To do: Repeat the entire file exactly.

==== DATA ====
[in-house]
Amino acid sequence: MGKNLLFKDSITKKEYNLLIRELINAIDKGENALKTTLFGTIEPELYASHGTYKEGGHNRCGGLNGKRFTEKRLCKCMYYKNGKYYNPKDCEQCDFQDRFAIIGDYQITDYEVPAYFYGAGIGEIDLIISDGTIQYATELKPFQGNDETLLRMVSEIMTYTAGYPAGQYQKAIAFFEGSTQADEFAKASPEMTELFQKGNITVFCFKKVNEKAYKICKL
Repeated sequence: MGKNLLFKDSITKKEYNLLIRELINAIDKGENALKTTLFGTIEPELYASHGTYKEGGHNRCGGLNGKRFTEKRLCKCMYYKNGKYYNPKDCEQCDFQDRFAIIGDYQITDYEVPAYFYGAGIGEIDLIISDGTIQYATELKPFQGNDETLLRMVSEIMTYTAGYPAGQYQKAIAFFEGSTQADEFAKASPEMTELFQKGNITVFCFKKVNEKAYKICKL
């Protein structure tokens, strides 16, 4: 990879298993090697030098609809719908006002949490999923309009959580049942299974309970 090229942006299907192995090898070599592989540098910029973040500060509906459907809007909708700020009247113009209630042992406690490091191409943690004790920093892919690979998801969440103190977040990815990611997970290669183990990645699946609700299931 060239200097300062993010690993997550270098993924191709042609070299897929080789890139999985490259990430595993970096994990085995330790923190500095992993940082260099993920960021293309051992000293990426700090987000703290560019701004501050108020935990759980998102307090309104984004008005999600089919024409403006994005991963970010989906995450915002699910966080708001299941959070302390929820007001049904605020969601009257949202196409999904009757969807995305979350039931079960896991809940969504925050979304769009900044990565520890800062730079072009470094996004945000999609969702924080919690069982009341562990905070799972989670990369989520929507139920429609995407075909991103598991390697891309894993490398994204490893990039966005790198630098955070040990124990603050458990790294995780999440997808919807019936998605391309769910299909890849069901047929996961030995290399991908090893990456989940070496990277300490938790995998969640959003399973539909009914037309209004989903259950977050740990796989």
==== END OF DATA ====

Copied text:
[in-house]
Amino acid sequence: MGKNLLFKDSITKKEYNLLIRELINAIDKGENALKTTLFGTIEPELYASHGTYKEGGHNRCGGLNGKRFTEKRLCKCMYYKNGKYYNPKDCEQCDFQDRFAIIGDYQITDYEVPAYFYGAGIGEIDLIISDGTIQYATELKPFQGNDETLLRMVSEIMTYTAGYPAGQYQKAIAFFEGSTQADEFAKASPEMTELFQKGNITVFCFKKVNEKAYKICKL
Repeated sequence: MGKNLLFKDSITKKEYNLLIRELINAIDKGENALKTTLFGTIEPELYASHGTYKEGGHNRCGGLNGKRFTEKRLCKCMYYKNGKYYNPKDCEQCDFQDRFAIIGDYQITDYEVPAYFYGAGIGEIDLIISDGTIQYATELKPFQGNDETLLRMVSEIMTYTAGYPAGQYQKAIAFFEGSTQADEFAKASPEMTELFQKGNITVFCFKKVNEKAYKICKL
């Protein structure tokens, strides 16, 4: 990879298993090697030098609809719908006002949490999923309009959580049942299974309970 090229942006299907192995090898070599592989540098910029973040500060509906459907809007909708700020009247113009209630042992406690490091191409943690004790920093892919690979998801969440103190977040990815990611997970290669183990990645699946609700299931 060239200097300062993010690993997550270098993924191709042609070299897929080789890139999985490259990430595993970096994990085995330790923190500095992993940082260099993920960021293309051992000293990426700090987000703290560019701004501050108020935990759980998102307090309104984004008005999600089919024409403006994005991963970010989906995450915002699910966080708001299941959070302390929820007001049904605020969601009257949202196409999904009757969807995305979350039931079960896991809940969504925050979304769009900044990565520890800062730079072009470094996004945000999609969702924080919690069982009341562990905070799972989670990369989520929507139920429609995407075909991103598991390697891309894993490398994204490893990039966005790198630098955070040990124990603050458990790294995780999440997808919807019936998605391309769910299909890849069901047929996961030995290399991908090893990456989940070496990277300490938790995998969640959003399973539909009914037309209004989903259950977050740990796989």